7 Ways to Ease Back-to-School Anxiety
If your child is naturally introverted or resistant to change, you probably won’t be surprised when back-to-school anxiety crops up a few weeks before school starts. Even your typically fearless, hyper-social child might suddenly start to have angry outbursts or periods of impulsive restlessness that also signal anxiety.
School anxiety is a common occurrence, regardless of a child’s grade level or personality. Use these seven tips to calm those anxious feelings before they become overwhelming.
1. Ask about feelings.
Don’t assume your child is completely fine unless he says so, and even then, ask some questions. Say things like, “When kids start school they sometimes feel excited, nervous, anxious, scared or overwhelmed. What are you feeling?” Being able to express and describe the experience can often take the edge off anxiety.
2. Paint a picture of what to expect.
Take advantage of school tours and meet-the-teacher days to help your child know what to expect from school. Talk to your child about how teachers and administrators are in charge and how school will follow a routine. Make sure your child knows who to talk to if she has a problem or concern. Assure her that there is a plan and steady leadership in place to help her relax.
3. Keep the teacher informed.
If your child struggles with anxiety beyond what might be considered first-day jitters, keep his teacher in the loop. Your child might respond more positively to input from adults other than his parents. If the situation does not improve, consider getting a school counselor involved.
4. Prepare for the first day.
Your child may take comfort from tasks that prepare her for school. Resist the urge to do everything for her or to shield her from the preparation process. Instead, gather lunch-making supplies, shop for school supplies and select school clothes together. Create a checklist and mark tasks as you complete them.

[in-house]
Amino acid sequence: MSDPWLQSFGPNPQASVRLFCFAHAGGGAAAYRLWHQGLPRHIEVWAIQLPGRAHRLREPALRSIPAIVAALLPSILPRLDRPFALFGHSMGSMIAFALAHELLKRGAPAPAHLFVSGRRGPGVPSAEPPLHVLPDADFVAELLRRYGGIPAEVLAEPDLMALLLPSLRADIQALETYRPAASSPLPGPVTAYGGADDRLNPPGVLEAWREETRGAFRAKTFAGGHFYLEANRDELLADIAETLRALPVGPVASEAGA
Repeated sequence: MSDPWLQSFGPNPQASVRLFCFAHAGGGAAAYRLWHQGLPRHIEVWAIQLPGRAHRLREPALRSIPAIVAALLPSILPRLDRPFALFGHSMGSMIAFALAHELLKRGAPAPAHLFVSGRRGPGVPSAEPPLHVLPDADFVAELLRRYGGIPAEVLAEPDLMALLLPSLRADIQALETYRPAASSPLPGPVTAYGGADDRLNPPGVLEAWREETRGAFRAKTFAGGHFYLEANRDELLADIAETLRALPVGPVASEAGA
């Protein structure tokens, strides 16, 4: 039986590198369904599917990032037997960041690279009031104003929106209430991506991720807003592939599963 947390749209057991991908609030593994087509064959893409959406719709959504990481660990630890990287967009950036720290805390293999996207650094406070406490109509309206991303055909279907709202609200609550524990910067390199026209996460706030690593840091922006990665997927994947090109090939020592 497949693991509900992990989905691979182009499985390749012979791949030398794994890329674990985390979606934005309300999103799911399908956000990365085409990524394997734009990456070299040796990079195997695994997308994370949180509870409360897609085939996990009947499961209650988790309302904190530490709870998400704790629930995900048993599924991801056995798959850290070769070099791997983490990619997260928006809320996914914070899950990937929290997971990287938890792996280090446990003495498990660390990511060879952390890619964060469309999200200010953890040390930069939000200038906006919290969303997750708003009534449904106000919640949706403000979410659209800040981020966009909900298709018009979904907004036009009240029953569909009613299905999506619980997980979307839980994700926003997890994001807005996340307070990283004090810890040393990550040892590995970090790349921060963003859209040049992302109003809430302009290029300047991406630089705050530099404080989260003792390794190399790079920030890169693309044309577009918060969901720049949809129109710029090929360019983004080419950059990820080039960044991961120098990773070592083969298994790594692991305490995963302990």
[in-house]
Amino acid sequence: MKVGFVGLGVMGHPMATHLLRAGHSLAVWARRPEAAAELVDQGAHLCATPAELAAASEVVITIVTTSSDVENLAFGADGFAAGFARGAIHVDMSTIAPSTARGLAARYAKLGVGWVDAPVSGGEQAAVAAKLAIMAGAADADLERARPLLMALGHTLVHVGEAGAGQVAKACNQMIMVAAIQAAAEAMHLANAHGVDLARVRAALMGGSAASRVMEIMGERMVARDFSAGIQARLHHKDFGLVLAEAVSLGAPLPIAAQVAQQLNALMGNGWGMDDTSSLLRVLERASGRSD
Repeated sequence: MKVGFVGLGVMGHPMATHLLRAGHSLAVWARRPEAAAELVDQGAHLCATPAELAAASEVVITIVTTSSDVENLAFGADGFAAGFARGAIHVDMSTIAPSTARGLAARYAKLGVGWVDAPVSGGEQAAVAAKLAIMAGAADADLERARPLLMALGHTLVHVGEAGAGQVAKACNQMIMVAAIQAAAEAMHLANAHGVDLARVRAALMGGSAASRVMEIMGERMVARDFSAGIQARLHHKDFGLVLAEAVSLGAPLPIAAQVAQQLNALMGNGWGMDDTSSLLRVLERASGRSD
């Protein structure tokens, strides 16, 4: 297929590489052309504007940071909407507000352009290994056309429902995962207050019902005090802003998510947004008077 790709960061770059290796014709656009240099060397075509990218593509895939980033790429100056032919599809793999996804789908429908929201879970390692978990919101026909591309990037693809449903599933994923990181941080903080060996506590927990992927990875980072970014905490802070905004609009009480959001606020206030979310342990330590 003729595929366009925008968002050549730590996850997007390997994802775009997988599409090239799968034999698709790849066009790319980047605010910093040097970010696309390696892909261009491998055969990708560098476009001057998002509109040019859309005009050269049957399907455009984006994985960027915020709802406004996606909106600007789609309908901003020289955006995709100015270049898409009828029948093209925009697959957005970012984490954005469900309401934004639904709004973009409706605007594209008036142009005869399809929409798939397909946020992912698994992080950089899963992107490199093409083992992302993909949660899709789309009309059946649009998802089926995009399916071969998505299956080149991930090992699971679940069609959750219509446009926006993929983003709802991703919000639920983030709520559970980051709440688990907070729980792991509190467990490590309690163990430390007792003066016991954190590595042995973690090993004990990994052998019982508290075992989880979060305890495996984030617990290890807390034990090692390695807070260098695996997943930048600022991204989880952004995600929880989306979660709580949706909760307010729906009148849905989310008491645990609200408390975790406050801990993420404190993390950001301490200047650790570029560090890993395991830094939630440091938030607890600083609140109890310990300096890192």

5. Focus on the positive.
Chances are your child is looking forward to some aspects of school, even if he is nervous, too. What about seeing his friends every day? How about taking the bus? Does he love libraries full of books? Do what you can to emphasize the positive for the first few weeks of school. For example, offer a special snack or a chance to watch a favorite show right after school.
6. Practice the new routine.
The week before school starts, get your child to bed earlier, wake her up at the time she’d have to get ready for school, feed her well and get her into the school-day mentality. Say things like, “If today were a school day, it would be time to go to the bus stop,” to help her envision what a school day will be like. Post the daily school schedule and go over it with her as the first day draws near.
7. Be extra calm yourself.
If you struggle with your own separation anxiety as you anticipate sending your child to school, discuss your feelings with understanding adults out of earshot of your child. Remind yourself that your child is resilient and will adjust to change just fine with support. Model a you-can-do-it attitude, even if it’s not the way you feel in the moment.
With some thoughtful preparation, you and your child can both avoid the back-to-school jitters.
Author and freelance journalist Christina Katz’s articles, books and video courses are popular all over North America, and occasionally around the world.